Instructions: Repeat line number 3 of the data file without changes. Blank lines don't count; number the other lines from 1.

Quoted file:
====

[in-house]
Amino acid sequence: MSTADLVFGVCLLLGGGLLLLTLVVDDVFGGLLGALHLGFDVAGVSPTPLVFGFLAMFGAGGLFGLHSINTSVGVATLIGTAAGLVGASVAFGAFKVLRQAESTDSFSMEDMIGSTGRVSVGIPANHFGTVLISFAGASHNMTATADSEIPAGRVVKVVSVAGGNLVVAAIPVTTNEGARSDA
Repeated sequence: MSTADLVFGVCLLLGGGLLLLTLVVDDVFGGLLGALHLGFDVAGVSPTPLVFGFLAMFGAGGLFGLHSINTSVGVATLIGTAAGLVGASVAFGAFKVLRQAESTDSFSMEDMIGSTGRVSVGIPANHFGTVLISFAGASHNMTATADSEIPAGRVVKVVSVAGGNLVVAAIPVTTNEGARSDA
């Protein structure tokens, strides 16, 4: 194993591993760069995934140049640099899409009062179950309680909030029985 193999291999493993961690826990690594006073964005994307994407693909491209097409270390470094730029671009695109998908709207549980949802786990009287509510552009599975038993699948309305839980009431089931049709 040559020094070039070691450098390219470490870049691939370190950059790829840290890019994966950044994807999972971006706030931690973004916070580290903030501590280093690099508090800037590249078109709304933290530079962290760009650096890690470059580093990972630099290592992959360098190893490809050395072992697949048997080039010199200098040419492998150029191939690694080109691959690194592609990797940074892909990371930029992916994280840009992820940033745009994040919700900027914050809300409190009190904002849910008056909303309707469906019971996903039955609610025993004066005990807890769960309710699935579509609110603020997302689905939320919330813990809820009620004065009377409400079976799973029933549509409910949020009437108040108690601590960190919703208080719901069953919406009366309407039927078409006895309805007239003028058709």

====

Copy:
Repeated sequence: MSTADLVFGVCLLLGGGLLLLTLVVDDVFGGLLGALHLGFDVAGVSPTPLVFGFLAMFGAGGLFGLHSINTSVGVATLIGTAAGLVGASVAFGAFKVLRQAESTDSFSMEDMIGSTGRVSVGIPANHFGTVLISFAGASHNMTATADSEIPAGRVVKVVSVAGGNLVVAAIPVTTNEGARSDA